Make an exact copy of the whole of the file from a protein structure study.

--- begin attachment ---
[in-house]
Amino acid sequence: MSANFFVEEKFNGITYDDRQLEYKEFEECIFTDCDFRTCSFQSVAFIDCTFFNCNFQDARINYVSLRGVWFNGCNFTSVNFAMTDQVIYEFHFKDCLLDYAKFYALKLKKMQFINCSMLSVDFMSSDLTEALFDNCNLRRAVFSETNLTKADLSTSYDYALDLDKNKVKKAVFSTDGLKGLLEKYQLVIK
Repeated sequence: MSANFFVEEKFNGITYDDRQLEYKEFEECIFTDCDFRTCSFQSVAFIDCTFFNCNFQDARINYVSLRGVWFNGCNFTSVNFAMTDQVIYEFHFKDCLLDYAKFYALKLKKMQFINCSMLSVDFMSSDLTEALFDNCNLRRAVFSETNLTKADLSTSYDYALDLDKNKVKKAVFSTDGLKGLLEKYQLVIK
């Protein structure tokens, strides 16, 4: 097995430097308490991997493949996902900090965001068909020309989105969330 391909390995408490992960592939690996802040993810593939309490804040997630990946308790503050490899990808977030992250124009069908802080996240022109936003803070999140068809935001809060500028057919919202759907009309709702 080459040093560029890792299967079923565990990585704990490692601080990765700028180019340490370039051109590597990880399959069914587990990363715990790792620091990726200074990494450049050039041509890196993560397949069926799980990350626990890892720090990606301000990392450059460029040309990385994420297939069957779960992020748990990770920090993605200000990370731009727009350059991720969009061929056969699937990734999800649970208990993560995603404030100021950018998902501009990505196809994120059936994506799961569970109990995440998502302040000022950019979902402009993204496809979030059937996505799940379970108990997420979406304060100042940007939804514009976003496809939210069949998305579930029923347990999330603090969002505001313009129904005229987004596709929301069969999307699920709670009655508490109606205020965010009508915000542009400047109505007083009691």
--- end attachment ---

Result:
[in-house]
Amino acid sequence: MSANFFVEEKFNGITYDDRQLEYKEFEECIFTDCDFRTCSFQSVAFIDCTFFNCNFQDARINYVSLRGVWFNGCNFTSVNFAMTDQVIYEFHFKDCLLDYAKFYALKLKKMQFINCSMLSVDFMSSDLTEALFDNCNLRRAVFSETNLTKADLSTSYDYALDLDKNKVKKAVFSTDGLKGLLEKYQLVIK
Repeated sequence: MSANFFVEEKFNGITYDDRQLEYKEFEECIFTDCDFRTCSFQSVAFIDCTFFNCNFQDARINYVSLRGVWFNGCNFTSVNFAMTDQVIYEFHFKDCLLDYAKFYALKLKKMQFINCSMLSVDFMSSDLTEALFDNCNLRRAVFSETNLTKADLSTSYDYALDLDKNKVKKAVFSTDGLKGLLEKYQLVIK
């Protein structure tokens, strides 16, 4: 097995430097308490991997493949996902900090965001068909020309989105969330 391909390995408490992960592939690996802040993810593939309490804040997630990946308790503050490899990808977030992250124009069908802080996240022109936003803070999140068809935001809060500028057919919202759907009309709702 080459040093560029890792299967079923565990990585704990490692601080990765700028180019340490370039051109590597990880399959069914587990990363715990790792620091990726200074990494450049050039041509890196993560397949069926799980990350626990890892720090990606301000990392450059460029040309990385994420297939069957779960992020748990990770920090993605200000990370731009727009350059991720969009061929056969699937990734999800649970208990993560995603404030100021950018998902501009990505196809994120059936994506799961569970109990995440998502302040000022950019979902402009993204496809979030059937996505799940379970108990997420979406304060100042940007939804514009976003496809939210069949998305579930029923347990999330603090969002505001313009129904005229987004596709929301069969999307699920709670009655508490109606205020965010009508915000542009400047109505007083009691």